China is enforcing secondary North Korea sanctions that impact domestic firms as North Korea faces a long hard winter, according to a South Korean press report.
Financial transactions that involve funds flowing from China to North Korea are being strictly curtailed after months of reports of greater business exchange, Yonhap reported Tuesday.
A source in the northeastern Chinese city of Shenyang told the South Korean news agency exchange between the two sides has “decreased significantly” since July and August.
“We know the Chinese authorities instructed local businesspeople to not send money to North Korea on any condition,” the China-based source said.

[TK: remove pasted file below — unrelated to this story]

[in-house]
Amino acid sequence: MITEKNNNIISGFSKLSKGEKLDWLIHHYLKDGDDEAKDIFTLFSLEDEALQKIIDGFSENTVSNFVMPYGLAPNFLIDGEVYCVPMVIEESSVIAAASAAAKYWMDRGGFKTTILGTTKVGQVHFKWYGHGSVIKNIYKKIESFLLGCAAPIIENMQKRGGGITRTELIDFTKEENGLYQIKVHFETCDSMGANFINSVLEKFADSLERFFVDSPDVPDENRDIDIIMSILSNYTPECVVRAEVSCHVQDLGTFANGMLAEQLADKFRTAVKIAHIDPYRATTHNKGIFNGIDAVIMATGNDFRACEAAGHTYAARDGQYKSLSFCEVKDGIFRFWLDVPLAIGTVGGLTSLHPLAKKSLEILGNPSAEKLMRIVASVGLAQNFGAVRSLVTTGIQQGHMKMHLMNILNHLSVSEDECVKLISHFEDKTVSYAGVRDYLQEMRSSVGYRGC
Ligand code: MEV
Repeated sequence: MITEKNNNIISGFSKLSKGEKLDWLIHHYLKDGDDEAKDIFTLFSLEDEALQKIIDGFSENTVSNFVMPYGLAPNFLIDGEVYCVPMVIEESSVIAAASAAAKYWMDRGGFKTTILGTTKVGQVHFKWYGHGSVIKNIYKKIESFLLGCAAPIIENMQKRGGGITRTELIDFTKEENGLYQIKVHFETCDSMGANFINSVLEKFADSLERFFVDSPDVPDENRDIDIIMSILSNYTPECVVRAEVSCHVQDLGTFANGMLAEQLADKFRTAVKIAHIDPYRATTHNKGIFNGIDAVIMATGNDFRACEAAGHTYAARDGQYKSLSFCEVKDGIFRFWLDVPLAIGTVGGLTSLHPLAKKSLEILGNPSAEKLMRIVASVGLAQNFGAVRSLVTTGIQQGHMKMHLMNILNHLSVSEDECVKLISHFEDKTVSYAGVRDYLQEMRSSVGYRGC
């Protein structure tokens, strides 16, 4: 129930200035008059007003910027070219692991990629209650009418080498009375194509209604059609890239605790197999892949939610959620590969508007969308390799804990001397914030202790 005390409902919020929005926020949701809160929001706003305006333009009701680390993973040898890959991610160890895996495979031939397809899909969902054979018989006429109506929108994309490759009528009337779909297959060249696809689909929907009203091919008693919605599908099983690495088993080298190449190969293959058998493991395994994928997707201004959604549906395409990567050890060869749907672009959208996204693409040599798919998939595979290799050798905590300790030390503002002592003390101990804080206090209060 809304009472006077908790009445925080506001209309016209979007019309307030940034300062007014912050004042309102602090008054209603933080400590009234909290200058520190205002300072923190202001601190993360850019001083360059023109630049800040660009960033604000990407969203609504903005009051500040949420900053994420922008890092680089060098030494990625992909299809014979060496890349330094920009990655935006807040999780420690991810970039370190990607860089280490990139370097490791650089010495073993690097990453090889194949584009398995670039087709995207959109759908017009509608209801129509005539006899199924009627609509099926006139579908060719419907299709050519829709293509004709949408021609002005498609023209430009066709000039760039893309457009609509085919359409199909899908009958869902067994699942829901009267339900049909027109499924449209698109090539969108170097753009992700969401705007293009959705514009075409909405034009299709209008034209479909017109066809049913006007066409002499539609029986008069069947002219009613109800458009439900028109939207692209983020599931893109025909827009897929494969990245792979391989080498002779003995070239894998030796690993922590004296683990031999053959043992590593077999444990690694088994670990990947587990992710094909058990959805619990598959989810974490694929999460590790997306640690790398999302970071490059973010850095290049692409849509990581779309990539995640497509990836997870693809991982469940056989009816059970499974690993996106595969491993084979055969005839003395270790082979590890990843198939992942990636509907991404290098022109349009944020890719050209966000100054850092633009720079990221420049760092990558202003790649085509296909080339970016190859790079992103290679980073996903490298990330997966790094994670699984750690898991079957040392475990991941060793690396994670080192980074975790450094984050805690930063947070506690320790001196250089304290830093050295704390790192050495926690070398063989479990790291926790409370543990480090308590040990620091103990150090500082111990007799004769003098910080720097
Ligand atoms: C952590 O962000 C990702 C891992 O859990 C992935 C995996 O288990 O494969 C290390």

Authorities did approve of “investment consultations” or the signing of memoranda of understanding with North Korean business partners, but has banned large sums of money changing hands.
The rule began to be enforced sometime between late September and October, or around the time the Trump administration imposed additional tariffs on Chinese imports.
Chinese trade with North Korea is also down this year, according to Chinese media.
Caixin recently reported China-North Korea trade was down 57.8 percent for January to August 2018, year on year. Total goods traded are estimated to be about $1.51 billion, according to the news service.
North Korea could be facing a food shortage following a scorching heat wave this summer.
In rural areas in North Korea, “screams and wails” can be heard, Yonhap’s source said. North Korea’s state-sanctioned traders in China have been instructed to buy food.
Rations have dropped in Yanggang and North Hamgyong provinces, according to the report.
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